I gave it a go, using a chestnut brown clay, figuring that if I burnt it, it would add to the ‘flavour’.  The tile shapes weren’t too bad after a little judicious edge sanding, and they cut like a dream with a bit of a tendency to want to bend, even when cool.  They were soon encouraged to flatten out again without cracking.  I was worried about this bending thing, but they didn’t mark with your finger nail, just remained flexible, so I reckoned that was OK.

Then, at last, the research came in handy.  Medieval floor tile patterns.  Many were far too complicated for me to get the standard of finish I would like to aspire to, so I adapted one or two.  Strangely found that one of the more fiddly looking ones was actually good to do, giving quite a variety of layouts to work with – single or together making a motif.

Showing area where hallway becomes Hall and distant strip of entry passageway

Museum of London tiles collection – at the original time of writing I located their amazing  catalogue/database, showing individual tiles that can be enlarged for closer inspection but it seems to have gone elsewhere.   However, this Pinterest page seems to show the same items.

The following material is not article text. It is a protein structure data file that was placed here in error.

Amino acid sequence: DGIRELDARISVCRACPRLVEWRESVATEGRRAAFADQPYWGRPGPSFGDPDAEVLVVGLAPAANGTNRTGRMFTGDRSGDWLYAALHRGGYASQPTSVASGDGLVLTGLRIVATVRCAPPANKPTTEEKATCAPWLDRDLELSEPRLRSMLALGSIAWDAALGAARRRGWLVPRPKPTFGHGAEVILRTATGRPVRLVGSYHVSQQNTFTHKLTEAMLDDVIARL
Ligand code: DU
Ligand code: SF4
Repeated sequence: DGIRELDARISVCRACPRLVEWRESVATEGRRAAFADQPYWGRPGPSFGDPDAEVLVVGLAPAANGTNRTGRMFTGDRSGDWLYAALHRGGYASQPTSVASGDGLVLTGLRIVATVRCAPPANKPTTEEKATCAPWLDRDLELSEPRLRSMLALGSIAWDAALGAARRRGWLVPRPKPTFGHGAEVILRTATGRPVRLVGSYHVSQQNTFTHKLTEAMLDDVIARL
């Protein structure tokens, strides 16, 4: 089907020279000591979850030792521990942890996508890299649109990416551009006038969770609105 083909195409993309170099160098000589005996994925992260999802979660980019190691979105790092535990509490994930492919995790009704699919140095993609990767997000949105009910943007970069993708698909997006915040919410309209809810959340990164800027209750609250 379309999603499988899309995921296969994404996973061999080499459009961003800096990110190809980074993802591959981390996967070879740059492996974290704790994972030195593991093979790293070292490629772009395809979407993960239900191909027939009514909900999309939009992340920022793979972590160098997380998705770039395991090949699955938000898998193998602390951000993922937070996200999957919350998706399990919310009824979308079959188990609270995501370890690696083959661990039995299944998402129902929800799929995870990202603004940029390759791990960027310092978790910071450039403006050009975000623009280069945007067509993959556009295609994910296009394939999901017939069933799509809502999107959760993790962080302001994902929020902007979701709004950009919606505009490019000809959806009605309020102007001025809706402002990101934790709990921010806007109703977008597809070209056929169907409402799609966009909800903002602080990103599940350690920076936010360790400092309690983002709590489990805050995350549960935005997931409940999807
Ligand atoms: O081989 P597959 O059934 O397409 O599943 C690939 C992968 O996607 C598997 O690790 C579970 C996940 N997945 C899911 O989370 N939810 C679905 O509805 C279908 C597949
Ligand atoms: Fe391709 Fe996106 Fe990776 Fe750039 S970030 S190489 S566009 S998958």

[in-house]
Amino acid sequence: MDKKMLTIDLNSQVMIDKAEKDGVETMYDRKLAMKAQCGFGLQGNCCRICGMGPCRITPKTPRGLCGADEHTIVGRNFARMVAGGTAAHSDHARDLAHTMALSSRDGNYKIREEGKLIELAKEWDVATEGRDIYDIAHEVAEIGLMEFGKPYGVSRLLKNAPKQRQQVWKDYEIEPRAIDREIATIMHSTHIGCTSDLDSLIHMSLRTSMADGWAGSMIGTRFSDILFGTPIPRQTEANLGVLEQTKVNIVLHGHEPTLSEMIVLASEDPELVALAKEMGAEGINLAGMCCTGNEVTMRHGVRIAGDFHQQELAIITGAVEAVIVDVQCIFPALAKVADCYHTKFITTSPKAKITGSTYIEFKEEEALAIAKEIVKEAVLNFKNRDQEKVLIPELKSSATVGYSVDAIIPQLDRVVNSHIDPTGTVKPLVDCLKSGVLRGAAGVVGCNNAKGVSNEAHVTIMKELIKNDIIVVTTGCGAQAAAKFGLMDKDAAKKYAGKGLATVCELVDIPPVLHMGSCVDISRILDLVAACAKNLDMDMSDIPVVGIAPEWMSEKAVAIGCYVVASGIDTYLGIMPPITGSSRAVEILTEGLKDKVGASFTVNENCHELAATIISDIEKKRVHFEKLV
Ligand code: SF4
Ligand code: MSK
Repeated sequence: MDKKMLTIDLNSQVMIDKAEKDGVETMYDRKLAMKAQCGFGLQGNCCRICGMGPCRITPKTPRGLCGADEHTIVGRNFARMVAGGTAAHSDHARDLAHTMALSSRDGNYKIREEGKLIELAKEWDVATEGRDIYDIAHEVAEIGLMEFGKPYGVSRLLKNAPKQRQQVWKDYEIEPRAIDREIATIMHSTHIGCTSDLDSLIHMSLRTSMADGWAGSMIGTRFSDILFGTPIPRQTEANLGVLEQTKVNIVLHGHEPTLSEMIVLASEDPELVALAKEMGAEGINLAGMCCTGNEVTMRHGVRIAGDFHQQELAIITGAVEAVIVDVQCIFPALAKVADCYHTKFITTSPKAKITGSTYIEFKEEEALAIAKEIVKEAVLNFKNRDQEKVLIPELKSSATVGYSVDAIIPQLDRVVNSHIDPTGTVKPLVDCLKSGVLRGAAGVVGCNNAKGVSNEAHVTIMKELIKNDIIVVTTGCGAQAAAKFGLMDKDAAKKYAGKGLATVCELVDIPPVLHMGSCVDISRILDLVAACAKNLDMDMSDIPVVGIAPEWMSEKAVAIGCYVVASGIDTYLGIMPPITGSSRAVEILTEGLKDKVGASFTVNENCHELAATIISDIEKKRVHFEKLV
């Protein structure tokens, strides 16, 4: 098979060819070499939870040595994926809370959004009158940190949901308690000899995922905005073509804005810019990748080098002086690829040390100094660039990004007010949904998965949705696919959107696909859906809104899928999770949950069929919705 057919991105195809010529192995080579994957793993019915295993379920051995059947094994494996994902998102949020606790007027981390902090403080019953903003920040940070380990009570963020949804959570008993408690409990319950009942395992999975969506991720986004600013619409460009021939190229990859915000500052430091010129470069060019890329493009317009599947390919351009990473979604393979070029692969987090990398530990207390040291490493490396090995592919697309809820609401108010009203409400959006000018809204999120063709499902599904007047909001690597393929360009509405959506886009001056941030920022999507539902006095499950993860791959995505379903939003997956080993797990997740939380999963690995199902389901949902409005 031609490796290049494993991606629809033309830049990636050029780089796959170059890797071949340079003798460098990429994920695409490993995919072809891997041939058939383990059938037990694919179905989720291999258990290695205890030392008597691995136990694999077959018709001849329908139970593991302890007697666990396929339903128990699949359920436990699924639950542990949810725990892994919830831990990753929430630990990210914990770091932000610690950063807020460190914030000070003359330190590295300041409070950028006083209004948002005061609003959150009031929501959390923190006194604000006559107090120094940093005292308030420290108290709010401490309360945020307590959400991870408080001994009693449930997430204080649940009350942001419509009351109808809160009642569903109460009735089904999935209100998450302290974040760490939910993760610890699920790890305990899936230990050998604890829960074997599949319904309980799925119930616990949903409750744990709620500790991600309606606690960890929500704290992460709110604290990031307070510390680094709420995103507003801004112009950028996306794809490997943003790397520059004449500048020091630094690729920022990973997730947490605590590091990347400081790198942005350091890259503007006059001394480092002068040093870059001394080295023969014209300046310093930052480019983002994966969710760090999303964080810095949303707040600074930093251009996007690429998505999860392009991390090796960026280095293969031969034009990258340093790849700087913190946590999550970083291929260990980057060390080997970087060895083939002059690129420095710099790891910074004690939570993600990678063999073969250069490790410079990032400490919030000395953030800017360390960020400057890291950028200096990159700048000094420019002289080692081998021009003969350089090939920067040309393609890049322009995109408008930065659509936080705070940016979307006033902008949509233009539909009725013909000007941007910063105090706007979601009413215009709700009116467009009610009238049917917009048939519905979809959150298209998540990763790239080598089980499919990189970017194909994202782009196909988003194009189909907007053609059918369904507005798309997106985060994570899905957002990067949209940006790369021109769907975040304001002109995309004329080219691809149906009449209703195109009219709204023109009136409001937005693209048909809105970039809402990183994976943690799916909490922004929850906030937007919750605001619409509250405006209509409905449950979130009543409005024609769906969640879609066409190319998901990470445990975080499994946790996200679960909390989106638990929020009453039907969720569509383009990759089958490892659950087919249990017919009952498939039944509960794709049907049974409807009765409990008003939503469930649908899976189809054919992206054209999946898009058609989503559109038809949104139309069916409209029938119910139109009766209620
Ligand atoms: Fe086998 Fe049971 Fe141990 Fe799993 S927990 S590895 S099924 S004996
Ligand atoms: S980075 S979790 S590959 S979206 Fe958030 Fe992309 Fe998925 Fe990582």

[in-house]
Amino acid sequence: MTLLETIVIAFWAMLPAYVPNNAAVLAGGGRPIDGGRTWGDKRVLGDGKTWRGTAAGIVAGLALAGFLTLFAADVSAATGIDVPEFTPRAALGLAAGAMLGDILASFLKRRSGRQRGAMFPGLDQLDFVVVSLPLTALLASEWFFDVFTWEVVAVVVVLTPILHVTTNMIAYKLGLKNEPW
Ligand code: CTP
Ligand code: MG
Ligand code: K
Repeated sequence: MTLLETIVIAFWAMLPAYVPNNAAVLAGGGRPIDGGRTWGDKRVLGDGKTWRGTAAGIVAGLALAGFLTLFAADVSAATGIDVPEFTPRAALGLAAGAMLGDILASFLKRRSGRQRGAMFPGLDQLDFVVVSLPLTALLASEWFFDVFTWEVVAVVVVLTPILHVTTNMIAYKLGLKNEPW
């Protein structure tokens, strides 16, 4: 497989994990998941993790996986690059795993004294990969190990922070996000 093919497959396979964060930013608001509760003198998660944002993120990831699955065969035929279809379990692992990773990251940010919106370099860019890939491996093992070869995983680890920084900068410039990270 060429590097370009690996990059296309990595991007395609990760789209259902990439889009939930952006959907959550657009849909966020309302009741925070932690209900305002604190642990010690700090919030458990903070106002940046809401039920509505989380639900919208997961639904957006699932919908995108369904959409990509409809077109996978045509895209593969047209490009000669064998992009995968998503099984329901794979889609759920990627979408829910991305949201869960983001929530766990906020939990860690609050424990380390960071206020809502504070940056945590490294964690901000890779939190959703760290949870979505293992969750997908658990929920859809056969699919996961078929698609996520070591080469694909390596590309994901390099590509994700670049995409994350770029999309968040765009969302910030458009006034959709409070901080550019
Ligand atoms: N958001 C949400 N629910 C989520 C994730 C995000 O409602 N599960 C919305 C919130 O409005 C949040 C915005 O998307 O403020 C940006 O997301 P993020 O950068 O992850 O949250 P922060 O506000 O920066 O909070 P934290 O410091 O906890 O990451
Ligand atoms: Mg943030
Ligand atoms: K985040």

A general Google search gives an amazing range of images, though some run on to the Victorian copies and layouts.

 Sticking down

 I used the recommended methods and materials, and, surprisingly for me, I got it more or less right.

This is also when I became great friends with white wood filler in a little tub.  It is unparalleled as a substitute for grouting, to fill the odd space between wall and floor edge without making a blithering great dirty mark in the wrong place, for filling the odd crack in any surface as it’s finer than grouting and is dead easy to re-colour or tint.

ps:  I’ve had a total brain storm since building the Hall (sorry mind shower!).  The Great Hall is now 28” long with the addition of a raised platform area and spiral stairs!  All because I wanted to play with the tile patterns again.  More to come on this.

platform floor

The patterned area of dais end – Hall extension.  I don’t much care for the red stripe – slightly bilious, but it stays and hopefully will be broken up by furniture etc

7 responses »

    • Many thanks. Went in search of Museum of London’s tile catalogue page but unable to locate but found a Pinterest page showing much the same. Hope works for you. It doesn’t seem to insist that your are a member as other Pinterest pages do which is a blessing. Again thanks for broken link info.

  1. Pingback: Progress by stealth – must up the pace a little « theinfill

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    • Hi, Mike. It’s all fiddly for me as learning as go along, but holds the mind nicely with it’s problems. Am using LEDs where possible. Gives better daylight effects but not so hot on candlelight. Am also using layers of straw colour lighting gel to vary the light given off by LEDs. Still experimenting. Today it’s turnging wooden bits into stone pillars (sounds v biblical). What models did you/do you build?